While the mountain can easily refer to the Roman empire, it seems Jesus is also referring to the misuse of the temple and the mountain of burdens the people faced under Jewish law. In the next few days, Jesus would explain the ultimate fate of Jerusalem and their leaders – not one stone would be left upon another, and the city would be overrun by Gentiles. The withered fig tree can easily represent what the nation of Israel would be like by 70 A.D.

Over the next few chapters, we see Jesus confronted by one group of Jewish leaders after another as he told parables to the people. The leaders were confronting him with trick questions, disagreements about the law and other ways to find an excuse to kill him and much of what he says are direct criticisms of those same leaders – and they know it!

Now let’s move to Matthew 24. Here the disciples are admiring the beautiful buildings of the temple area and Jesus gives a long description of what was going to happen to the people and nation of Israel between then and 70 A.D. In the midst of his teaching, Jesus addresses another fig tree, which we often read over without much thought.

From the fig tree learn its lesson: as soon as its branch becomes tender and puts forth its leaves, you know that summer is near. So also, when you see all these things, you know that he is near, at the very gates. Truly I tell you, this generation will not pass away until all these things have taken place. Heaven and earth will pass away, but my words will not pass away. (Matthew 24:32-35 NRSVUE)

This fig tree that has “tender” or new branches and is putting forth leaves. This is either a brand new tree or one that has been dormant and is now springing to life. What could this tree represent?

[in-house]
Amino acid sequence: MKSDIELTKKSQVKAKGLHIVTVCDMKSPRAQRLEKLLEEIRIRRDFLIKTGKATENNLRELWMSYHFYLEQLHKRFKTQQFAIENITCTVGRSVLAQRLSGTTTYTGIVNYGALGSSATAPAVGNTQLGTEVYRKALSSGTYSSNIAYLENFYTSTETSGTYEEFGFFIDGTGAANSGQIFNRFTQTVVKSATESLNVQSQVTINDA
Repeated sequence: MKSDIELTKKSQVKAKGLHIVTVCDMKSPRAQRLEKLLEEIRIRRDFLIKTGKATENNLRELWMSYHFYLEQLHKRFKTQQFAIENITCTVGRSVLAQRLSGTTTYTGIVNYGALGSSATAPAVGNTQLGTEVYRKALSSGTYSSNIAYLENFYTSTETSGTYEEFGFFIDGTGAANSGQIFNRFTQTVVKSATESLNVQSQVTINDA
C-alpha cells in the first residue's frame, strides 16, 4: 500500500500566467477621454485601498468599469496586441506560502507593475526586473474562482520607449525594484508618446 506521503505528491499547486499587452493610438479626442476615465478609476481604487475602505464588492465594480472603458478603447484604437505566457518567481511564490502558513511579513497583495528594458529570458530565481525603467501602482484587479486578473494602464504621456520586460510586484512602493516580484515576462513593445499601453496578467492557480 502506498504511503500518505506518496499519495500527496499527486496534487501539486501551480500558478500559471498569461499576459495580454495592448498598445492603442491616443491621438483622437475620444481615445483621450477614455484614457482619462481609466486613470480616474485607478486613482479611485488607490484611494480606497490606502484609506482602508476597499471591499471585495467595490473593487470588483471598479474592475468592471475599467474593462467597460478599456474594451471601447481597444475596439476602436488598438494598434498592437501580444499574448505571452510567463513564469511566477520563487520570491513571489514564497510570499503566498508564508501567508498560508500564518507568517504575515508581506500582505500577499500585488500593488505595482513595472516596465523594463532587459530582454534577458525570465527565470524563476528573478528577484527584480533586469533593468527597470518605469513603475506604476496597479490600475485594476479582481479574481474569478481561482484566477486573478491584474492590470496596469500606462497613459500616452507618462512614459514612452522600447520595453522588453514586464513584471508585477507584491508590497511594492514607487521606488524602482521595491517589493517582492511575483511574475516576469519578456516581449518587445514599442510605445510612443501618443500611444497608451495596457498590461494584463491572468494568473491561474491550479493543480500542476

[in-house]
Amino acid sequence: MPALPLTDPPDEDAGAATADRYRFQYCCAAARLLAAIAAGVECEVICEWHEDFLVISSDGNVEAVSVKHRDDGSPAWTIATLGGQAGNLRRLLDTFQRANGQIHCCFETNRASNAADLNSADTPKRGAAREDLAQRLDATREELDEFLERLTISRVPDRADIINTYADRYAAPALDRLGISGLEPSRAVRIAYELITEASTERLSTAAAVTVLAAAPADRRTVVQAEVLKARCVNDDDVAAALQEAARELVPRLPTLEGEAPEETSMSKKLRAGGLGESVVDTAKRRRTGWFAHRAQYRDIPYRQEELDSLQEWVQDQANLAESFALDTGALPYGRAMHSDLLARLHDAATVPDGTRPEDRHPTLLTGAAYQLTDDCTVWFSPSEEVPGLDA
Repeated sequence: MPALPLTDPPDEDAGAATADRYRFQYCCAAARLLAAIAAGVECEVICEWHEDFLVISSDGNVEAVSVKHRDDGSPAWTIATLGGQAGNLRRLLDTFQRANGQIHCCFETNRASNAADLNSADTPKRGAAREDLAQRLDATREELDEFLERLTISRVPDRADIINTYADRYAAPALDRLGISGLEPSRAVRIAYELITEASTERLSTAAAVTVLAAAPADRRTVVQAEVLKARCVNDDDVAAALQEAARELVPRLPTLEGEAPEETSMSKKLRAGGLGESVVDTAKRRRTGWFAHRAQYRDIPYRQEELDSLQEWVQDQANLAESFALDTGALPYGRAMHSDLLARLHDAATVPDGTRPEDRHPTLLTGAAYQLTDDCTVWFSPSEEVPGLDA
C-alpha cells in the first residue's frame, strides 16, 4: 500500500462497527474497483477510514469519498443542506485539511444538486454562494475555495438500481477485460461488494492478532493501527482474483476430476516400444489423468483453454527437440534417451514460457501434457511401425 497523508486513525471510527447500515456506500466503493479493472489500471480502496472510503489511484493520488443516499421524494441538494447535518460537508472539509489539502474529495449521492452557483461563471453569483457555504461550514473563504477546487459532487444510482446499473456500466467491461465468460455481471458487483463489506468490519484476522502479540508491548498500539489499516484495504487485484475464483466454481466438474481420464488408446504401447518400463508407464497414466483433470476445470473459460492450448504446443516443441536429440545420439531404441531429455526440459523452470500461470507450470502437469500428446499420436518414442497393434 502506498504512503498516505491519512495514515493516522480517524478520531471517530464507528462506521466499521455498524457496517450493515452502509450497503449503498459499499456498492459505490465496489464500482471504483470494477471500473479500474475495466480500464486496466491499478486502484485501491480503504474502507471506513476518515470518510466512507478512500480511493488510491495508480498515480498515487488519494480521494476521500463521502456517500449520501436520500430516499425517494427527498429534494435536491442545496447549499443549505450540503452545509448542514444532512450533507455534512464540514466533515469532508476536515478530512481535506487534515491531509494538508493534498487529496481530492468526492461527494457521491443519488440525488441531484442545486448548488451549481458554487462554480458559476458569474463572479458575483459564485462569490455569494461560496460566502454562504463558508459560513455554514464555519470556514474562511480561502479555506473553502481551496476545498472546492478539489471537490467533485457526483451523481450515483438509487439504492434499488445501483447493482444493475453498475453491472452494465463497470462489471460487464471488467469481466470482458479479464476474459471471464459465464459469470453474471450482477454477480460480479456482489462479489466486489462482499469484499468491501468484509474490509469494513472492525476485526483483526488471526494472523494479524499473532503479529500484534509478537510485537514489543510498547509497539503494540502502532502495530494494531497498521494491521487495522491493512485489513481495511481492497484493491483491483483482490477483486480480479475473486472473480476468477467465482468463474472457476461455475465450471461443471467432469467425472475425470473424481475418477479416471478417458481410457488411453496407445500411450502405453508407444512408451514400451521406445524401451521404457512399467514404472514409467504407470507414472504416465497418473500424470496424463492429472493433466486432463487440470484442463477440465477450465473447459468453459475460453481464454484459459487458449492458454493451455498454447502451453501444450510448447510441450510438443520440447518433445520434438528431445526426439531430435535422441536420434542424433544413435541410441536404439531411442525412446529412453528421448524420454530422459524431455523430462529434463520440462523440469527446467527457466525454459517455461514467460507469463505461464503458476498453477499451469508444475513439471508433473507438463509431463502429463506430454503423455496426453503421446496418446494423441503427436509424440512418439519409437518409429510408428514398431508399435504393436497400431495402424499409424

In the previous verses, Jesus has used symbolic language taken from several dozen Old Testament prophecies (earthquakes, sun going dark, armies surrounding the city, etc.) to describe the coming fall of Israel as a nation. An aspect of that tragedy will be what the national/religious leaders do in the next few days when they arrest, falsely convict, and demand the Romans kill Jesus. The Jewish Messiah (part of and representative of the fallen nation) will die with the withered nation/tree. However, through his death and resurrection, Jesus was announcing the kingdom of God. There was a new fig tree that was already beginning to grow and produce leaves (and eventually fruit). He told them you know that summer is near. You will see new growth; new life is happening.

Easter represents newness – new life. Jesus wasn’t just resuscitated in the same old body; he was resurrected into a new body. As we continue to build healthy churches, we don’t want to be like the fig tree that is no longer producing fruit because we are still doing things the same old way, or because we are putting burdens on others. We want to be the fig tree with tender branches, that is connected to the true vine, growing new leaves, that will produce fruit as we mature.

God has called us and invited us to participate in bringing about new life, new growth. He has invited us to be part of a tree that produces fruit. During this Easter Season and on into Ordinary Time, let’s continually ask Father, Son, and Spirit to produce fruit in us that fills the hunger of others.